Throughout all the events, Shaishav has been continuously appreciative of the funding it has received to make its efforts possible. As an engaged follower and a funder, we send you our utmost gratitude in continuing the work that Shaishav believes to be most essential in furthering the capacity of youth to make community wide change through the development of themselves and their peers.
The last few weeks have seen a very exciting development. After many months of working with a large number of donors, government officials and many other people, we have finally secured a new building to house our work. This new building will hold all of Shaishav’s office based operations, but most importantly, it will allow our Child Rights Training and Resource Centre (CRTRC) to develop into the state-wide source of experience, knowledge and materials that we had envisaged.
The CRTRC was originally created in 2009, and has already been very successful. The centre has supported and strengthened Shaishav’s many educational programmes, and enabled us to develop and expand the collective capacities of our staff and beneficiaries, as well as those of other organisations.
However, despite these achievements, the CRTRC has been limited by a lack of dedicated space in which it can conduct its operations. It has needed space in which it can conduct its training workshops, carry out its advocacy and networking roles, and better cooperate with other Shaishav programmes. It is for these reasons that the purchase of a new building was so necessary. The building will provide Shaishav with a large multi-purpose hall, an administrative wing, small catering facilities, audio/visual learning resources and a large library and resource centre. There is also a large outdoor space that can be used for various programmes.
More space will provide many benefits, both for the children and the greater community. We will be able to provide a greater level of safety and security to children in an environment without the risk of injury. We will also be able to offer a much higher level of stability to many of our programmes, providing us with a permanently available space for events, rather than having to continuously search for something suitable on the dates that we need it. Finally, the new building will allow Shaishav to develop and expand on our work surrounding child rights and participation, free from the constraints of our current small office. We will be able to offer training sessions for large groups of people of over 100 or more, whereas currently we can only work with about 30 people at a time. Our aim is to hold large residential training workshops in the future. We will be inaugurating the new building on 26th January 2013.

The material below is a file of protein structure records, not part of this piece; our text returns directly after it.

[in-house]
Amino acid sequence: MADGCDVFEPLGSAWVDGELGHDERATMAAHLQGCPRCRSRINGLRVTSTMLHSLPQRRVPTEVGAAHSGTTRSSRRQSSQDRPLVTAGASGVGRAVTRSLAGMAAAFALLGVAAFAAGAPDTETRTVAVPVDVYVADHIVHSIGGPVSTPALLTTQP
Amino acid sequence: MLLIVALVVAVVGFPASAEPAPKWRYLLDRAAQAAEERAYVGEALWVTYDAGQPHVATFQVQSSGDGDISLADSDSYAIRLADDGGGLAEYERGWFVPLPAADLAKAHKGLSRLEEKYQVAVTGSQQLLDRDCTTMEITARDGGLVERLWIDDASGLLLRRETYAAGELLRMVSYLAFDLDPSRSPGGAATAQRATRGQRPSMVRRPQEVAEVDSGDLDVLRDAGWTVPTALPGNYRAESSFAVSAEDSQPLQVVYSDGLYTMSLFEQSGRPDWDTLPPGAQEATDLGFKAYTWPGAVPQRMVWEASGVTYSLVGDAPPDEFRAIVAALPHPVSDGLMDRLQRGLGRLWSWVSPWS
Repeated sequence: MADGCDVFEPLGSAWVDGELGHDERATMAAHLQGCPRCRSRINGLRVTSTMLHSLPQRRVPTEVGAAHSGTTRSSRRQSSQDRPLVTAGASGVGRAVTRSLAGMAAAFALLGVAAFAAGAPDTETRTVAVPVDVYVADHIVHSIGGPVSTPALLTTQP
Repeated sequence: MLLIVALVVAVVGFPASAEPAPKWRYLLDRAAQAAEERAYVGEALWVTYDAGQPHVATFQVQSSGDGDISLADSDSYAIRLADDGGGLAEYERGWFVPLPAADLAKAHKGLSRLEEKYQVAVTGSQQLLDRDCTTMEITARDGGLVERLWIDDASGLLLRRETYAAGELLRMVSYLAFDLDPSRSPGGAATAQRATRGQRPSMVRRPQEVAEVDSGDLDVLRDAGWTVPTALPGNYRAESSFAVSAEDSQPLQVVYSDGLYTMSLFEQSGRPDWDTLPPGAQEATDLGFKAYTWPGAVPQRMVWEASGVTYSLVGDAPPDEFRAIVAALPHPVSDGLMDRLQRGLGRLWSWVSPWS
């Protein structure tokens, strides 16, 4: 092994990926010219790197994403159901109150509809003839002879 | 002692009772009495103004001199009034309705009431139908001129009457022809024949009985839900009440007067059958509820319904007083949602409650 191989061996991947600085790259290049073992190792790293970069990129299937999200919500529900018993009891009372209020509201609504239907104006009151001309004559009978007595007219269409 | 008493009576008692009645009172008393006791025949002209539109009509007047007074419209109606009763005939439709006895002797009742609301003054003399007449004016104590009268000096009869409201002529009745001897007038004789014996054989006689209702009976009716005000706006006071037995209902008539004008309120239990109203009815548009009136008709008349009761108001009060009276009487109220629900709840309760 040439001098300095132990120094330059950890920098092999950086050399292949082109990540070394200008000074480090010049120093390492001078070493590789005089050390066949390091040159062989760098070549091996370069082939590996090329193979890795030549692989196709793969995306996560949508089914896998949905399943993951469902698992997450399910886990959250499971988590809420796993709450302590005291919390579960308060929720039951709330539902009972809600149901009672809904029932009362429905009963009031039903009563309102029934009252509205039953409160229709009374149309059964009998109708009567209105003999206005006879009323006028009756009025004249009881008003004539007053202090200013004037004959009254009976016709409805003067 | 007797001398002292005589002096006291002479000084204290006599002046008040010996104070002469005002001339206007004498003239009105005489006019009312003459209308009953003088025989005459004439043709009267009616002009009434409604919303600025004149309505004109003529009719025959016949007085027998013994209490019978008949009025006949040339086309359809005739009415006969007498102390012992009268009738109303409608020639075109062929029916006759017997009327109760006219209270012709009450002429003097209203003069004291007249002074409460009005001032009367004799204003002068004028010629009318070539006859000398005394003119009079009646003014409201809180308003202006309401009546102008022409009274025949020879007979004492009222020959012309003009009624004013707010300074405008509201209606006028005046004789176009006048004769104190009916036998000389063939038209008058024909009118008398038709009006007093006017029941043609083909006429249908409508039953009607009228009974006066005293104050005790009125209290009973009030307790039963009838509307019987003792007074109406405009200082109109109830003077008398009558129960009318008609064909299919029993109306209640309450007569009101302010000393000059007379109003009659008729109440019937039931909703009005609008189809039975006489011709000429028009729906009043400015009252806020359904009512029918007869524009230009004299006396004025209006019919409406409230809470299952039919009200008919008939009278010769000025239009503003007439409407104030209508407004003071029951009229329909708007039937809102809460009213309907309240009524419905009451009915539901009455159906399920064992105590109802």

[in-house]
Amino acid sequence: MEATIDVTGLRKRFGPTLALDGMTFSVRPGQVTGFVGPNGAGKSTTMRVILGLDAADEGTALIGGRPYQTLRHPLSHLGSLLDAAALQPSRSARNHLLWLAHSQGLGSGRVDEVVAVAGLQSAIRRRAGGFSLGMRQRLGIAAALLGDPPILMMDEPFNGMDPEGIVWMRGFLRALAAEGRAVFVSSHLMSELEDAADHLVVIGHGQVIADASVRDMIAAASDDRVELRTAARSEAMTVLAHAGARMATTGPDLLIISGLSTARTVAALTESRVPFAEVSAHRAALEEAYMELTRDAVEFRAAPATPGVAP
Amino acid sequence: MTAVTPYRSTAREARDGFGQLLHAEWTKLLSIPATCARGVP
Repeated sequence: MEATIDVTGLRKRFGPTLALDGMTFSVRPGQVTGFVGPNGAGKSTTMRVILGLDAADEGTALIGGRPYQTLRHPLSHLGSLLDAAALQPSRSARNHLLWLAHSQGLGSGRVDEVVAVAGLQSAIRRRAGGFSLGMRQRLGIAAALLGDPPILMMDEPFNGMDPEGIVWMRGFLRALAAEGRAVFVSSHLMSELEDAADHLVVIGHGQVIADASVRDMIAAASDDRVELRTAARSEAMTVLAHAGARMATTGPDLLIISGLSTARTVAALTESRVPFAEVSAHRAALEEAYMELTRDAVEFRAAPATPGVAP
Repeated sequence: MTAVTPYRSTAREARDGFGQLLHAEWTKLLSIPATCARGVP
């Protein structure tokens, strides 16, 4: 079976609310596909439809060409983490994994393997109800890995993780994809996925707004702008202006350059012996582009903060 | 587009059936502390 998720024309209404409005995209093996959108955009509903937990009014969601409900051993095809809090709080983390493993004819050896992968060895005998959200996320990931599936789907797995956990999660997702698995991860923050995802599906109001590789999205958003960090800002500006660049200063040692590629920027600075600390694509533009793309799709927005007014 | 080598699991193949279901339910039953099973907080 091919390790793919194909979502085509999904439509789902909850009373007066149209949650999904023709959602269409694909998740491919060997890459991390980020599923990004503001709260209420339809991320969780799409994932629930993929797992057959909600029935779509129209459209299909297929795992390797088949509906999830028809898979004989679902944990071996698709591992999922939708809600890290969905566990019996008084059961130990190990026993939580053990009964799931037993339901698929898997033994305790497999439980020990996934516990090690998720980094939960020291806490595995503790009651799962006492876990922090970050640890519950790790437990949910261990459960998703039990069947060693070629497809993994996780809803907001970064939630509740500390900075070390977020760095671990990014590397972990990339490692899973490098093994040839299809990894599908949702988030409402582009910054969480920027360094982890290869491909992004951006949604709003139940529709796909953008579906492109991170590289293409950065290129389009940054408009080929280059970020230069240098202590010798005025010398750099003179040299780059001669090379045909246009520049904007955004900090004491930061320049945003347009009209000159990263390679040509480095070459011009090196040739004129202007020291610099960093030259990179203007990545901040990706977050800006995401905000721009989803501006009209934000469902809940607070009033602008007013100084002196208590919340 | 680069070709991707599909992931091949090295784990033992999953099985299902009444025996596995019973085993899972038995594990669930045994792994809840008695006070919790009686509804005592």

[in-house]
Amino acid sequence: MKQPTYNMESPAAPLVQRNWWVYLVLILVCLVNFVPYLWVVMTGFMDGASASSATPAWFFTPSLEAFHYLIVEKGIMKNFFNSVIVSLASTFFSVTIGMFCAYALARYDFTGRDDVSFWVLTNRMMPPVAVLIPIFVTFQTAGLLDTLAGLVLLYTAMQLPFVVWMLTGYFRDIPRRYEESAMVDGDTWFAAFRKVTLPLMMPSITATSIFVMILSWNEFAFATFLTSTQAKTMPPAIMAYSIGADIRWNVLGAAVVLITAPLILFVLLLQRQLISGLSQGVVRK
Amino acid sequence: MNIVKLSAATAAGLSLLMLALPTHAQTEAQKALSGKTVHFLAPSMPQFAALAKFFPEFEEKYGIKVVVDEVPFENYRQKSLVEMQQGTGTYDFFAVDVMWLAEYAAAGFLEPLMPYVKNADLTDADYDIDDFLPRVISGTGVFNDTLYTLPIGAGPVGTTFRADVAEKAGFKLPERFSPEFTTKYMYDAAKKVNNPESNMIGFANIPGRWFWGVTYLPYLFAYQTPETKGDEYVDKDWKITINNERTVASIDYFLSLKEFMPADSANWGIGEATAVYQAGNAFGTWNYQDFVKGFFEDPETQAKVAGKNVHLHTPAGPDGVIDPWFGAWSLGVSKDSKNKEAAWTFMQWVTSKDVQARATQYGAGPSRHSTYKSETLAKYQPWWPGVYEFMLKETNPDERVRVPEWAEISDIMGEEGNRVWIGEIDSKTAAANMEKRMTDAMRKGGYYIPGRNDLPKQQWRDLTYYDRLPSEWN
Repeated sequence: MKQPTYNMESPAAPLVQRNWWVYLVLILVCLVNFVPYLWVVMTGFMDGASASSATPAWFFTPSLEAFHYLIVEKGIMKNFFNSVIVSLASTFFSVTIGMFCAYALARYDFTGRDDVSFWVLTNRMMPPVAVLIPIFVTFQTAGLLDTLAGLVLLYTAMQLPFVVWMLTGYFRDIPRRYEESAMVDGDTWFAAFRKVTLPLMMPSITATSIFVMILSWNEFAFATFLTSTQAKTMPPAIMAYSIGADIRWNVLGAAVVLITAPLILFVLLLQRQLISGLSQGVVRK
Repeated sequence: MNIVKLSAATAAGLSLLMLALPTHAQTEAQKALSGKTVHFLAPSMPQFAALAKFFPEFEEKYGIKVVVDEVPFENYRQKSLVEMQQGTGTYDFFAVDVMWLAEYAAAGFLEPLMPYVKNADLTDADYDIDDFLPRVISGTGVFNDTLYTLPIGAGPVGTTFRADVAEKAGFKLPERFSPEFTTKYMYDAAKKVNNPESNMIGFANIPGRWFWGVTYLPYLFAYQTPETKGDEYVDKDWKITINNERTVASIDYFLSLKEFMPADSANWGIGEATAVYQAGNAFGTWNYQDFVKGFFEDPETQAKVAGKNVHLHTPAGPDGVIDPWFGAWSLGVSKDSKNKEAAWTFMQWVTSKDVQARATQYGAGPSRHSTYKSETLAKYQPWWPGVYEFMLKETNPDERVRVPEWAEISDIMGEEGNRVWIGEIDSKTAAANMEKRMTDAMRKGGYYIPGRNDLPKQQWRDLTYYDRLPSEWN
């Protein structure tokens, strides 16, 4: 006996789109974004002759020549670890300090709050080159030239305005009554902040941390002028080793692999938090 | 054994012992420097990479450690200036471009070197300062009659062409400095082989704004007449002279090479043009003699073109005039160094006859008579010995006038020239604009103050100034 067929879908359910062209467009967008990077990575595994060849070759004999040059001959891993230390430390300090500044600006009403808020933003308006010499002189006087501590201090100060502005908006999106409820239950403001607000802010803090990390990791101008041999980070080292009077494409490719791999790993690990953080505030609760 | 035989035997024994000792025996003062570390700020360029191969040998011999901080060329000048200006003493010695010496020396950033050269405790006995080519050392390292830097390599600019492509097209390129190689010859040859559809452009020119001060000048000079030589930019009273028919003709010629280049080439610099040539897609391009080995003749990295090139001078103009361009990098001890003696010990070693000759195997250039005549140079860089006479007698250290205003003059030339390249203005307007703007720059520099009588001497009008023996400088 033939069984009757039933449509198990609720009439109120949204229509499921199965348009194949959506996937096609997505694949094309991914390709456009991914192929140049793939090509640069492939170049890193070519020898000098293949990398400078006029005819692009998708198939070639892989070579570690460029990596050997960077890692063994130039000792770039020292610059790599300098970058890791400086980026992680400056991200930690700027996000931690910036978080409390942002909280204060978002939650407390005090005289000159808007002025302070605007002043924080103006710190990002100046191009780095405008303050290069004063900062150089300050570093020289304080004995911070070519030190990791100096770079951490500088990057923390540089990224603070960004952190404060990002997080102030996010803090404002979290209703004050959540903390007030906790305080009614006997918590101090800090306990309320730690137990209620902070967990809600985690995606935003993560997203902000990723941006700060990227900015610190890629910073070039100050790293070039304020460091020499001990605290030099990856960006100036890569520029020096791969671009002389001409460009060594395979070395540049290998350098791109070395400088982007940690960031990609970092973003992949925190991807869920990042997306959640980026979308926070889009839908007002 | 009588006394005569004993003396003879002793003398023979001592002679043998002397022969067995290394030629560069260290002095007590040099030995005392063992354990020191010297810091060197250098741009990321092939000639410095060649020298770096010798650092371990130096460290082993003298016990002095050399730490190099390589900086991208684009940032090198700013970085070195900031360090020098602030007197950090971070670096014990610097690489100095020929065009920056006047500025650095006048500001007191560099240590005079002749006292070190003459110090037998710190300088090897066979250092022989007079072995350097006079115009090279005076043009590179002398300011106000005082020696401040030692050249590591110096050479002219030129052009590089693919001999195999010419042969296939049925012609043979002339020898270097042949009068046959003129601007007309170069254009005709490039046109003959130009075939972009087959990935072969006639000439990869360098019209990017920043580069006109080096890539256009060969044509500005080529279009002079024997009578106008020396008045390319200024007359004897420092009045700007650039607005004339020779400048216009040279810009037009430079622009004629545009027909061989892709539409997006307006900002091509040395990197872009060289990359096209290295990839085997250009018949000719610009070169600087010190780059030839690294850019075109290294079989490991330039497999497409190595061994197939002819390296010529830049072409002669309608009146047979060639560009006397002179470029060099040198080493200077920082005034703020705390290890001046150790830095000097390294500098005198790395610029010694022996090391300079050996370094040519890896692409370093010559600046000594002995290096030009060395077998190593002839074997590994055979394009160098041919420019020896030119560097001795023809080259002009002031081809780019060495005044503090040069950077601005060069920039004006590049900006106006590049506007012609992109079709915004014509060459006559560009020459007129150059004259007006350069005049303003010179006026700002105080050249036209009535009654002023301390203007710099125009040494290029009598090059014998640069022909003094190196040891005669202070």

In other news, Balsena held it’s Presidential election on 30th September, in which all members of the Balsena Council participated. Members discussed the strengths of each of the seven candidates and voted based on a variety of different criteria including speaking skills, Hindi and English language knowledge, ability to give and receive training, ability to attend events outside of Bhavnagar and whether they can spare time for these responsibilities. Voting was undertaken using the weighted average ranking system.
Gender equality is fully ingrained into Balsena and there is always a gender balance in Balsena’s leaders. If the President is a girl then the Vice-President must be a boy and vice-versa. Of Balsena’s ten Presidents so far, eight have been girls. This year Drashti won the election and became President and Pankaj became Vice-President.